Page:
Hopefully this is now pretty straightforward on all
platforms. Up until TextTest 3.8 it was pretty involved on
Windows. The main advances are built-in process handling in
Python 2.4 and the fact that the PyGTK people now have an
all-in-one installer for Windows.
- Naturally, you need to download TextTest. This is done
from the sourceforge
project page.. Read the readme.txt file for what to do with
it then. The download includes TextTest's tests for itself:
primarily good for those developing it but also useful as a
tool for understanding features by example.
- TextTest is written in Python, and the GUIs are written
with the GUI library PyGTK. It follows that you need both of
these installed. You should make sure you have at least Python
2.4 and at least PyGTK 2.10.
On Windows, there is now an all-in-one
available for Python and PyGTK together. This is
new and a bit experimental but will probably save you time. Try
it first, in any case. Information about it can be found here
if you have trouble with it.
Linux systems generally come with but Python and PyGTK
pre-installed. However, particularly Red Hat Enterprise 3 and 4
have very old versions of these things. In that case you'll
need to download newer versions as below and install them
somewhere else, for which there is a guide included in the
To install Python separately, head for the Python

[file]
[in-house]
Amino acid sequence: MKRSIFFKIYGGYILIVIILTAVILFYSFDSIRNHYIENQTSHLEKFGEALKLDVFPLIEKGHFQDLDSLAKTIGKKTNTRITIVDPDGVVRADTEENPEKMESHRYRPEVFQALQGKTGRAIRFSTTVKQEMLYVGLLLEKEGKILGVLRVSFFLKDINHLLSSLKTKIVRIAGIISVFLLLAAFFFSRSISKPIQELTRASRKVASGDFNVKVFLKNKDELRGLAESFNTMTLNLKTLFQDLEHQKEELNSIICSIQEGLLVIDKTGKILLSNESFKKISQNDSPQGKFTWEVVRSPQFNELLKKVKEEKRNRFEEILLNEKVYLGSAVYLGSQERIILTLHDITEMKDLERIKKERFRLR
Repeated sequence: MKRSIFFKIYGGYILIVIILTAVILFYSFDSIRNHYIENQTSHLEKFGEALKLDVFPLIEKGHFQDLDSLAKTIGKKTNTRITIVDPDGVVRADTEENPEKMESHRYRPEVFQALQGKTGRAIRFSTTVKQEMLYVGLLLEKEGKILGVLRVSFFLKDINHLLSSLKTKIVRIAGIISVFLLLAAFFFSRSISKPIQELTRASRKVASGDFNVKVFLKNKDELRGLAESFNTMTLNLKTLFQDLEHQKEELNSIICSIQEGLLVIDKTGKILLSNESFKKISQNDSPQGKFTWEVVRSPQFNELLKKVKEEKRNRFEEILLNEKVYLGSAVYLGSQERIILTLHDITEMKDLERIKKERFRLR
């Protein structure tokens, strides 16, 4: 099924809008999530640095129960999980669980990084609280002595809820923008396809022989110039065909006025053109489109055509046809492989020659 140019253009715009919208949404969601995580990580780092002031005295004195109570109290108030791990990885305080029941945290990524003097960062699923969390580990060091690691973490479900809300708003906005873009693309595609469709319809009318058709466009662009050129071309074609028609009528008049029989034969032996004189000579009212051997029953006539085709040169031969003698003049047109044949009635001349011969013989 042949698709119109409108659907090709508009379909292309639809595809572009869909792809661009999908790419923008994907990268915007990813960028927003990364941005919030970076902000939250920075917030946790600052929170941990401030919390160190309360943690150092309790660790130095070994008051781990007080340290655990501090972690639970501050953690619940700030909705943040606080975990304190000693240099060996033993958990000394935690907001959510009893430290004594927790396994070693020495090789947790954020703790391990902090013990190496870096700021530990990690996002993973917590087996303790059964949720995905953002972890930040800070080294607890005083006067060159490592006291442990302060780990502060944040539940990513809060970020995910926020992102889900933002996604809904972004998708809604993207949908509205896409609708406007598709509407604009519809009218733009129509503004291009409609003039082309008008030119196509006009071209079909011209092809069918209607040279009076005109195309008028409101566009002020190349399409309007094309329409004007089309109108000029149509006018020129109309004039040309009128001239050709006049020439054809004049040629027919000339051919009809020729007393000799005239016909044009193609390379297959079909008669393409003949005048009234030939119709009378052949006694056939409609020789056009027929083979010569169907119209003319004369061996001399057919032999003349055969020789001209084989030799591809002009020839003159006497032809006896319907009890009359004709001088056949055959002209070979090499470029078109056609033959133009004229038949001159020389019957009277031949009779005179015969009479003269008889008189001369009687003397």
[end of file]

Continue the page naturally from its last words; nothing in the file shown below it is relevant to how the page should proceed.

. To test whether your Python installation
already includes PyGTK, type 'import gtk' into a python prompt.
No response means you do. If you don't have it, you can
download it separately from the PyGTK
- You will need a decent graphical difference tool on your
PATH, along with a textual version for reports. We recommend
'tkdiff' and 'diff' respectively which are present on most UNIX
systems and are TextTest's defaults. If you're on UNIX and
tkdiff isn't there, download from from tkdiff's
project page on sourceforge.
On Windows, Patrick Finnegan sent me a very nice Windows
installer for tkdiff and diff
aand kindly agreed that I
could distribute it here. Note that the installer won't affect
your path though, so you'll need to set PATH in autoexec.bat or
similar to include wherever it's installed (typcially something
like C:\Program Files\tkdiff)
- For Windows 2000 only, you need a way of killing
processes from the command line (on Windows XP it now uses
“tskill” which is included). So I've chosen to call
a freeware tool called “pskill” (originally
distributed by SysInternals which since December 2006 is a part
of Microsoft). This is part of the
'pstools' package. This should then be copied to somewhere
on your PATH, for example the directory you installed TextTest
in. (Historical note: this is all that's left of the three
tools that were required for TextTest 3.8 on all varieties of
For viewing test files while they are running, there is a
menu option to display a window with live updates of the file.
On UNIX this defaults to using 'tail -f'. On Windows there is a
nice equivalent called baretail which is TextTest's default. You
can download it from Bare
Metal Software's site
. Like everything else you should add
it to your PATH. Naturally, there is no compulsion to use this
functionality so this download is optional. The functionality is
just greyed out on Windows if “baretail” can't be
TextTest uses a root directory where it starts to look for
tests, determined primarily by the environment variable
TEXTTEST_HOME. This is the first thing determined by TextTest on
being called and not much will happen if it isn't set.
You are strongly recommended to pick a root directory for all
your tests and set TEXTTEST_HOME to this directory in some
persistent way (for example your shell starter script on UNIX or
autoexec.bat on Windows). In this way you will not need to think
about it more than once.